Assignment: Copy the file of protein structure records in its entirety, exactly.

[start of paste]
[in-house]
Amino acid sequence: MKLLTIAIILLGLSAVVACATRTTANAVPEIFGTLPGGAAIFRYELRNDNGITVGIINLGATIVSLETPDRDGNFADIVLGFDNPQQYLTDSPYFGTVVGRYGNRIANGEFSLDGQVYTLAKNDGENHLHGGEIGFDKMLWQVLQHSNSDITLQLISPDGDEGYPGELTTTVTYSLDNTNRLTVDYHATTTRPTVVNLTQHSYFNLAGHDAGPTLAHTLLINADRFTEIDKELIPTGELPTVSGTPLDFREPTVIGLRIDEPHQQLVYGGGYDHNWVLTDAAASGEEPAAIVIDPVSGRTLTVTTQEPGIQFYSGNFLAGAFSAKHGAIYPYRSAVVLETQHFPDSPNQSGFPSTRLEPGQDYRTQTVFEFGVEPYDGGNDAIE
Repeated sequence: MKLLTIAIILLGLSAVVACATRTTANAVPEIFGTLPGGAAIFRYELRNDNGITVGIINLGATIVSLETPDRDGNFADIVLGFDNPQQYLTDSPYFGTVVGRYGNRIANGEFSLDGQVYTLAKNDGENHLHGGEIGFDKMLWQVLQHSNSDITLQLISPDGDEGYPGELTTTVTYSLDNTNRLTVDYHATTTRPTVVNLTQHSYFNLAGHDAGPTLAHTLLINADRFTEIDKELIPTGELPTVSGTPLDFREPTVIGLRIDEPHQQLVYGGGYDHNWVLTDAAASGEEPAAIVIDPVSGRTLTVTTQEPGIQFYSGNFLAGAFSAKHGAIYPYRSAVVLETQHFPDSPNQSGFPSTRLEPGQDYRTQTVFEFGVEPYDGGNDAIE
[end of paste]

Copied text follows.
[in-house]
Amino acid sequence: MKLLTIAIILLGLSAVVACATRTTANAVPEIFGTLPGGAAIFRYELRNDNGITVGIINLGATIVSLETPDRDGNFADIVLGFDNPQQYLTDSPYFGTVVGRYGNRIANGEFSLDGQVYTLAKNDGENHLHGGEIGFDKMLWQVLQHSNSDITLQLISPDGDEGYPGELTTTVTYSLDNTNRLTVDYHATTTRPTVVNLTQHSYFNLAGHDAGPTLAHTLLINADRFTEIDKELIPTGELPTVSGTPLDFREPTVIGLRIDEPHQQLVYGGGYDHNWVLTDAAASGEEPAAIVIDPVSGRTLTVTTQEPGIQFYSGNFLAGAFSAKHGAIYPYRSAVVLETQHFPDSPNQSGFPSTRLEPGQDYRTQTVFEFGVEPYDGGNDAIE
Repeated sequence: MKLLTIAIILLGLSAVVACATRTTANAVPEIFGTLPGGAAIFRYELRNDNGITVGIINLGATIVSLETPDRDGNFADIVLGFDNPQQYLTDSPYFGTVVGRYGNRIANGEFSLDGQVYTLAKNDGENHLHGGEIGFDKMLWQVLQHSNSDITLQLISPDGDEGYPGELTTTVTYSLDNTNRLTVDYHATTTRPTVVNLTQHSYFNLAGHDAGPTLAHTLLINADRFTEIDKELIPTGELPTVSGTPLDFREPTVIGLRIDEPHQQLVYGGGYDHNWVLTDAAASGEEPAAIVIDPVSGRTLTVTTQEPGIQFYSGNFLAGAFSAKHGAIYPYRSAVVLETQHFPDSPNQSGFPSTRLEPGQDYRTQTVFEFGVEPYDGGNDAIE